According to various estimates, only about 5 percent of Internet users have a broadband connection, offering huge growth potential for the market. Jupiter Media Metrix expects 11.8 million DSL connections by 2005, up from 1.2 million this year.

For one, the major Baby Bell local phone companies are aggressively taking hold of the market. Analysts suggest that the Bells' amplitude allows them to overcome the surprisingly unattractive economics of broadband connections, which have affected smaller competitors.

"The major problem here is that DSL is still so hard to provision," Brooks said. "It's totally out of sorts with a consumer price point that is virtually free to get up and running and which at $40 a month, only offers the ISP about $10 of profit, which is no more than the dial-up guys get at $20 a month.

Placing the blame
Some analysts and industry executives believe the high costs of advertising and promotions, aimed at attracting new customers, is one culprit. Others say that too many competitors forced prices lower more quickly than the small providers ordinarily would have trimmed their rates.

"The number of see story: Telecom downturnplayers in the market led to price competition that is out of sorts with the actual cost of deployment," Brooks said, noting that the Baby Bells, with their scale and wholly owned ISPs, are more capable of absorbing the slimmer-than-expected profit margins.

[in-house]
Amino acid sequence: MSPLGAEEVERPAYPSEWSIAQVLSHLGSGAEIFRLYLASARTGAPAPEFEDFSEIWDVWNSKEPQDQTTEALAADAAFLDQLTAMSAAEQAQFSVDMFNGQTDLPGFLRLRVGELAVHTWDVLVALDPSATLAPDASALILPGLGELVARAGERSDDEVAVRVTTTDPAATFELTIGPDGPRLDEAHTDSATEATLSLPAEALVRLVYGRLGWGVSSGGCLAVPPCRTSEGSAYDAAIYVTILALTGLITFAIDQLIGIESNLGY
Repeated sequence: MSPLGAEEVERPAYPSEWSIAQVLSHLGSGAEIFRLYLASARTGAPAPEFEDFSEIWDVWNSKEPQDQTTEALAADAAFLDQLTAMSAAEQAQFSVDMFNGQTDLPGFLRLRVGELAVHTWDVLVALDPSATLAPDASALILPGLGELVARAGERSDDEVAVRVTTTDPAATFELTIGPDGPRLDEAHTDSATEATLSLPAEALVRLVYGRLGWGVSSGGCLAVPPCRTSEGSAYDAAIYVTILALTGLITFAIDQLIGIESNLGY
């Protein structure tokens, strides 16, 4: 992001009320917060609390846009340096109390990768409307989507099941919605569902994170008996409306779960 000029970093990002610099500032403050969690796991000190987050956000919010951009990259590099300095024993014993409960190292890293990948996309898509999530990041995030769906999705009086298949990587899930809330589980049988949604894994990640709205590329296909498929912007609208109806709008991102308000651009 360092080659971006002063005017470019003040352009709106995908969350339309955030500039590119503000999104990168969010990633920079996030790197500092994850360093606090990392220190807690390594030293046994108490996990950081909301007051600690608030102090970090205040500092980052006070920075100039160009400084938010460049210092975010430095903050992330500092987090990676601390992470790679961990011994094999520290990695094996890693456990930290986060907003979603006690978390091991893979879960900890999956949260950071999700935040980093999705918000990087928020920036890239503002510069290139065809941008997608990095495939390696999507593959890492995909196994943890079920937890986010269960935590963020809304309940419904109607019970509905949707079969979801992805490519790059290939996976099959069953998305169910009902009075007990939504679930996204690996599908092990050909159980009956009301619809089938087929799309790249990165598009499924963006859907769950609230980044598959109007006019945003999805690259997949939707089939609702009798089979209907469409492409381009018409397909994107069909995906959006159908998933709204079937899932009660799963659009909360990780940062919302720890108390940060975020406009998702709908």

Many smaller broadband providers have spent money quickly in an aggressive effort to gain market share early.

However, the "If-you-build-it-they-will-come" strategy was resoundingly slapped once the stock markets faltered earlier this year. As a result, the investment capital markets withered, leaving unprofitable start-up broadband companies without a clear means of gaining the money necessary to finish funding their ambitious plans.

"During the first half of the year, the metric being used to measure these companies was growth," said Chuck McMinn, chairman of Covad. "But during the third quarter, the metric quickly changed, and now Wall Street wants profitability."

Others agree that changes in the capital markets had as much to do with the broadband downturn as any operational errors committed by these carriers.

"If the capital markets were as free as they were last spring, some of these companies might have the time to work through their problems," said Drake Johnstone, a vice president at Davenport & Co., a regional equity brokerage firm. "But that seems unlikely now."